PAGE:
The number of lawsuits filed by ex-NFL players is growing. The Judicial Panel on Multidistrict Litigation, made up of several federal judges, has decided that the brain injury claims of these former employees should be consolidated into one, larger matter. The lawsuits all concern the lingering effects of repeated concussions suffered during their professional football careers. The players are suing both the NFL and the official NFL helmet company, Riddell. All told, there are more than 600 former players who have pursued legal action against the NFL for exposing them to significant risk of head injury.
The NFL believes that concussions are a player-safety issue and that they are governed by the Collective Bargaining Agreement under which the players performed. As such, they believe that arbitration is the appropriate forum for handling disputes regarding player brain injuries. Many of the players who suffer from migraines, depression, memory loss and other symptoms of brain injury believe the court system is the only avenue to obtain the compensation they deserve.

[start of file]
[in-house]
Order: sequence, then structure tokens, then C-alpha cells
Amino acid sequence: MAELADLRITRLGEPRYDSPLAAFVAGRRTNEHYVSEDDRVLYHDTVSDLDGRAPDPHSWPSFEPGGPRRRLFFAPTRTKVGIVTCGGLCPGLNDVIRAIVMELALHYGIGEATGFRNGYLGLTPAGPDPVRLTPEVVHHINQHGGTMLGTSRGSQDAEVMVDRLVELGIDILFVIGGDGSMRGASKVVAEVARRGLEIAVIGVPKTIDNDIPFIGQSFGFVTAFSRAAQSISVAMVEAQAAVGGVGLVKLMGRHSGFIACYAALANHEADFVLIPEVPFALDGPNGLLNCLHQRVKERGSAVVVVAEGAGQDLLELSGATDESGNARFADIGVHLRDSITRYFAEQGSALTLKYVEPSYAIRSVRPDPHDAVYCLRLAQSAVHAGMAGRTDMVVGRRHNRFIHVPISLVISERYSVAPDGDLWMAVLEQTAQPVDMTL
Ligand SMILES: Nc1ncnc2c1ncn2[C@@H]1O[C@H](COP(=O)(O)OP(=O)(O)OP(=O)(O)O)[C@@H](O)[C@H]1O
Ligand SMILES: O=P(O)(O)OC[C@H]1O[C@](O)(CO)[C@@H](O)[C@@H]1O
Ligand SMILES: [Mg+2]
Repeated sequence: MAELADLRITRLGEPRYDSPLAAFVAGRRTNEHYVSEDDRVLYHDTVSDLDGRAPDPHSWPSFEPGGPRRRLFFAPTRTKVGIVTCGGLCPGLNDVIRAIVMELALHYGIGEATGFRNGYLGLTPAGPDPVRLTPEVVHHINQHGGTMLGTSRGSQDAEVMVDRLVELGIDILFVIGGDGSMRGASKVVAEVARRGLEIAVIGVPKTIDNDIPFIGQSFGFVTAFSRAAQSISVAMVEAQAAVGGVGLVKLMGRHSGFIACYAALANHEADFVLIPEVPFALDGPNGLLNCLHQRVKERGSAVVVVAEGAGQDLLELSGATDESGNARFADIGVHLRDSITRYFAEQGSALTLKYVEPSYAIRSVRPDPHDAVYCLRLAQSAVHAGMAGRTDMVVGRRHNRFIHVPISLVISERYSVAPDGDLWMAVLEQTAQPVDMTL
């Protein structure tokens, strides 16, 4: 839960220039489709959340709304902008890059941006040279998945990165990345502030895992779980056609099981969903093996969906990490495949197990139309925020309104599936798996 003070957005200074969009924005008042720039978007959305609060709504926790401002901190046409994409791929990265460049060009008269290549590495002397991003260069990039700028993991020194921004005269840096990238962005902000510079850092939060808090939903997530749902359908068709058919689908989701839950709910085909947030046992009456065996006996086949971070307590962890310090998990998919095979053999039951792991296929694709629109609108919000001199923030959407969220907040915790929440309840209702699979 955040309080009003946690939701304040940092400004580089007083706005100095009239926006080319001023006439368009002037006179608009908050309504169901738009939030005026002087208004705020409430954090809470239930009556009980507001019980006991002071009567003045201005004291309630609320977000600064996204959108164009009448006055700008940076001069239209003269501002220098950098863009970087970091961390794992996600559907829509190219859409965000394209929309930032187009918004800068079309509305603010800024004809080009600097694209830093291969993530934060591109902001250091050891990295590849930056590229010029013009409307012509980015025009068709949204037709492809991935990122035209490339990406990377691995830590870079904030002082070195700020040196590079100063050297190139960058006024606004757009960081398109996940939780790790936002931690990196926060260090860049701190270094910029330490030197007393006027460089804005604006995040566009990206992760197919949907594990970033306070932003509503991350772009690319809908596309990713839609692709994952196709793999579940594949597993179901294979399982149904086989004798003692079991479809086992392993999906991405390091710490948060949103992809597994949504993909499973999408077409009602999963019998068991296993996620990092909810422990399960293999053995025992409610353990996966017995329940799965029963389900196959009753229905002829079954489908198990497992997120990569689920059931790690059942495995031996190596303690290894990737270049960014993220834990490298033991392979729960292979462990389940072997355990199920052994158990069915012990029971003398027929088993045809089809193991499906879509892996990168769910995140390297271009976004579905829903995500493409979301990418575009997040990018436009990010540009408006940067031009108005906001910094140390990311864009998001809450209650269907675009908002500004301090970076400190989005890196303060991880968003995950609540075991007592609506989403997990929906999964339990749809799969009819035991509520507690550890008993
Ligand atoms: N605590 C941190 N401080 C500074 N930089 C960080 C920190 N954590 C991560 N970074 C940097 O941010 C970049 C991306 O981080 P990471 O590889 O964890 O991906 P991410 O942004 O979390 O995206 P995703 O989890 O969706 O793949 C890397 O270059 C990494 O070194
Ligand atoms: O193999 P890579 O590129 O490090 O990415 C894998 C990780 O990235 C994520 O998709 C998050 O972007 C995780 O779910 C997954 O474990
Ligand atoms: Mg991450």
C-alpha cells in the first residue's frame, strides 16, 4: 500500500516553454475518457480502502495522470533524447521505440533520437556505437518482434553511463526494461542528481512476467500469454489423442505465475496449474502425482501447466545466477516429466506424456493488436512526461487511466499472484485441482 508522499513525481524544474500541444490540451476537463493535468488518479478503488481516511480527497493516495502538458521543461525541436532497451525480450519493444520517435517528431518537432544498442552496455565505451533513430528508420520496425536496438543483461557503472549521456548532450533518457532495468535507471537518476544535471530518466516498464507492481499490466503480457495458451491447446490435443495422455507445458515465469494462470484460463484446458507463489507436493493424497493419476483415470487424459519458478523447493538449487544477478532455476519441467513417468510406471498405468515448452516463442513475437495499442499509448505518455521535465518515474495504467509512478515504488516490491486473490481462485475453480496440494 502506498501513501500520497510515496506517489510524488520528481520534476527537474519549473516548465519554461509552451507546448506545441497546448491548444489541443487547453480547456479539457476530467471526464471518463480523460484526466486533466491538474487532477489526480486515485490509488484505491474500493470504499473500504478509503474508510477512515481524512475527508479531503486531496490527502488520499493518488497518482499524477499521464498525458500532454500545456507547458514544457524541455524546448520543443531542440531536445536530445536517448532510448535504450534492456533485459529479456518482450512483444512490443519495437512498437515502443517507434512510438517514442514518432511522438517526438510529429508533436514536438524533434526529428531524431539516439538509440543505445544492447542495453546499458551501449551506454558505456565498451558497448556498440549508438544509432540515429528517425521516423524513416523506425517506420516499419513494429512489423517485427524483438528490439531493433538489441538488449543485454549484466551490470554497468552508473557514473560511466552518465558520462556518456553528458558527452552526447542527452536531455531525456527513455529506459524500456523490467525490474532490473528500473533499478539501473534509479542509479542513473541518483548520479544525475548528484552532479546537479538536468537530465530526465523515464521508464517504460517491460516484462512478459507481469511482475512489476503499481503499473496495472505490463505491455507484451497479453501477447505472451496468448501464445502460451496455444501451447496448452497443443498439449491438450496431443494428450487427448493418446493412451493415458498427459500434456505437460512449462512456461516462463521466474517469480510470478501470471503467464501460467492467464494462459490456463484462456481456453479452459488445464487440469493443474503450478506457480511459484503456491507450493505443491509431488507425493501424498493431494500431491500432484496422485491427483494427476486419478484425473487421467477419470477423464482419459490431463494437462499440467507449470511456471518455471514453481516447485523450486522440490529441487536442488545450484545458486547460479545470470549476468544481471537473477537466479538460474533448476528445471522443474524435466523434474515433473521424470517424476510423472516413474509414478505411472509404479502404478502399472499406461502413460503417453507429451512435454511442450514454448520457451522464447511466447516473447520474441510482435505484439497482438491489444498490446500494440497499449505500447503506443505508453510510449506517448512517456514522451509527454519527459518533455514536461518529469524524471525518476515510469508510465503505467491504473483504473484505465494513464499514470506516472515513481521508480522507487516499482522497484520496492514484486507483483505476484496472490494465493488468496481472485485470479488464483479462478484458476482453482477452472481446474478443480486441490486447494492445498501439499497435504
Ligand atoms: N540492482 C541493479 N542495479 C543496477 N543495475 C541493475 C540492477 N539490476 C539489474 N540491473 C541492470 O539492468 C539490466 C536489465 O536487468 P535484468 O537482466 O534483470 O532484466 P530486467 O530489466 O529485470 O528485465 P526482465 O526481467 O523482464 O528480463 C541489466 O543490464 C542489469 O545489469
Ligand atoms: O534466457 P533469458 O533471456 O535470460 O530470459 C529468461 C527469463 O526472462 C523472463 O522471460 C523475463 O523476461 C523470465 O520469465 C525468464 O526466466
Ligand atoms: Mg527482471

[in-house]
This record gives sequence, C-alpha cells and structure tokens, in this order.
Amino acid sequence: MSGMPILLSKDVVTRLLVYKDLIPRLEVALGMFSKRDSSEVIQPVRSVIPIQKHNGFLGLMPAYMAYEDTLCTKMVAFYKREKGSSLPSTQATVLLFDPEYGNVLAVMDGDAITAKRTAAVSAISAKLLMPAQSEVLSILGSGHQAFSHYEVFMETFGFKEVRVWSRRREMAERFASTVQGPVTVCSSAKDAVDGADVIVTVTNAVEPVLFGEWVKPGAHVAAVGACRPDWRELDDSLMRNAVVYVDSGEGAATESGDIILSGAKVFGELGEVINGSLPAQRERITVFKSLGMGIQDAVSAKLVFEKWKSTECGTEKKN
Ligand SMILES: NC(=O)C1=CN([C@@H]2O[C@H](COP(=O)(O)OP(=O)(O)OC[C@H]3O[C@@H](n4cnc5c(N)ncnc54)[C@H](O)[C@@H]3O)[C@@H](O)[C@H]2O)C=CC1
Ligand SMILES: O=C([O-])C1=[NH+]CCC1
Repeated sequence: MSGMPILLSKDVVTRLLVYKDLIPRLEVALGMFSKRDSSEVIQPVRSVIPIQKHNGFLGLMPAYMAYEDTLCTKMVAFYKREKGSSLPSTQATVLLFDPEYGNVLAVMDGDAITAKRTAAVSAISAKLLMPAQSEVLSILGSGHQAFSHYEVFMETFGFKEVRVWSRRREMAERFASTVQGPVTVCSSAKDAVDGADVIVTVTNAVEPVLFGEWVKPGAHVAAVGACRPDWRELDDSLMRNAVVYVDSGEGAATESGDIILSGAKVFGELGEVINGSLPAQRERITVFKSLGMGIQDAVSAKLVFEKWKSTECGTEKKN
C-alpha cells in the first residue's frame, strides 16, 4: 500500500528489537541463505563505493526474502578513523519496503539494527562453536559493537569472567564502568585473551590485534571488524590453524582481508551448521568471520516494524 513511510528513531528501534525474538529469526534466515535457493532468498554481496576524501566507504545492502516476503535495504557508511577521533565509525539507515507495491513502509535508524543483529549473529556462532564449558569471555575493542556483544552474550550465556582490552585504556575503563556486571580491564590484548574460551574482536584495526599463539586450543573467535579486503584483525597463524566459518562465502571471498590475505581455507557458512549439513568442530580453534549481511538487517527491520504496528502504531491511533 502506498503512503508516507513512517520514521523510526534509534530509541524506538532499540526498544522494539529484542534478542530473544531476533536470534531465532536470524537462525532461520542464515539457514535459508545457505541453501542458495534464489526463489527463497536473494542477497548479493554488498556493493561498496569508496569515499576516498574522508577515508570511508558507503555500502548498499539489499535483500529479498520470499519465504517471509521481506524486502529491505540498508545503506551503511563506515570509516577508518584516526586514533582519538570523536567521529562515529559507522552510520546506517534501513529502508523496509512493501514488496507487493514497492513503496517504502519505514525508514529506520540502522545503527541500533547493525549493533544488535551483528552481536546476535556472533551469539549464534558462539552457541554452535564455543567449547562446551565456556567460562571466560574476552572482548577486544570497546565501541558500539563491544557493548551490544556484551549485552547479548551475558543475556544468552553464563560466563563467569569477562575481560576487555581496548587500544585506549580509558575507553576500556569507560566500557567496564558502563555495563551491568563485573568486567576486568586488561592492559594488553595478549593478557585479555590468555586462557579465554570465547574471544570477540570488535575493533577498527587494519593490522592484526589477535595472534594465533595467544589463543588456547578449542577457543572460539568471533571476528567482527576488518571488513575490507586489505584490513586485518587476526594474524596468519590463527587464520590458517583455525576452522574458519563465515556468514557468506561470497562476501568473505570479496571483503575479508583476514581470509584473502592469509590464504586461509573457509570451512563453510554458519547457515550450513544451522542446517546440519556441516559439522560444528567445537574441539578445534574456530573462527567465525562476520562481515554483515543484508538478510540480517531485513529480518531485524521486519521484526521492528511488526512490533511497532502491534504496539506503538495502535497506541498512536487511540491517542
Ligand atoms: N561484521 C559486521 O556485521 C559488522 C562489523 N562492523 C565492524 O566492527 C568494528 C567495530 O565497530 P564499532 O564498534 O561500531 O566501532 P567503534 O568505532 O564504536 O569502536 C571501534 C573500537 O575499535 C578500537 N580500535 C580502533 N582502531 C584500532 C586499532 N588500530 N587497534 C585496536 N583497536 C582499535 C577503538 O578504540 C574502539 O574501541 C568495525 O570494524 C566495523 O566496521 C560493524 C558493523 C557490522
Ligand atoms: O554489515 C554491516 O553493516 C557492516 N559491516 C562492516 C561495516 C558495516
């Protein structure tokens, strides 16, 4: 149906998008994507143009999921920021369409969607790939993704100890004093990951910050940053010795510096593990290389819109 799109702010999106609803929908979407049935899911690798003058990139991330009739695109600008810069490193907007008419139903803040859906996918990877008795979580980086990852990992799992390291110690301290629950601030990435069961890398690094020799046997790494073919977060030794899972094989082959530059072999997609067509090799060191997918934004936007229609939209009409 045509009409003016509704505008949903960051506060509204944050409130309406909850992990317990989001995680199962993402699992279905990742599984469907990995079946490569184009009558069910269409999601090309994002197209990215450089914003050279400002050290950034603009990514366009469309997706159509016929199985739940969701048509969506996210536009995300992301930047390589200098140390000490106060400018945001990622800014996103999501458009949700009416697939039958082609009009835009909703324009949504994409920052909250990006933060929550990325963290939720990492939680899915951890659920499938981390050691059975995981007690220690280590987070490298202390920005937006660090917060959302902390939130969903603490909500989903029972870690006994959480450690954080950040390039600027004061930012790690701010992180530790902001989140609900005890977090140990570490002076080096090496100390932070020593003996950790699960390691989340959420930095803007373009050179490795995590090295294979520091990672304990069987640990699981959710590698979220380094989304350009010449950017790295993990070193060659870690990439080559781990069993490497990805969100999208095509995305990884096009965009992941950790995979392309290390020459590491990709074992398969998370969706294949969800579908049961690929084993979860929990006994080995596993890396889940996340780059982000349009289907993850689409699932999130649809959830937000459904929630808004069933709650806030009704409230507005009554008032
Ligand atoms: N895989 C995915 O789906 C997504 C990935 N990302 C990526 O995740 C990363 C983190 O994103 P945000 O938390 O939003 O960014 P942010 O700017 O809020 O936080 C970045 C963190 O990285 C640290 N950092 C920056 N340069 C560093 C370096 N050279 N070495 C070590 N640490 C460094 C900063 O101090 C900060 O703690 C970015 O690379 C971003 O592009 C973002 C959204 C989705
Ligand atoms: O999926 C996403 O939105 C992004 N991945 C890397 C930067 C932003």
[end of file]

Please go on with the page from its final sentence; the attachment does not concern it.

The players believe that their employer was well aware of the risk of concussion and head trauma and did not take proper steps to protect their safety. While the NFL case will certainly draw bigger headlines, it shares much in common with other situations in which workers are put in danger by negligent employers. While some professions come with an inherent risk of injury, it is still up to the employer to ensure that workers are not exposed to harm unnecessarily.
Large, highly-publicized cases like this one have the potential to affect the rights of others. Safety advocates, organized labor groups and employees everywhere should be on the lookout for decisions that could make it harder to protect working people. Whether the victim of a brain injury is a famous former wide-receiver or a local construction worker, the right to be safe from harm is the same.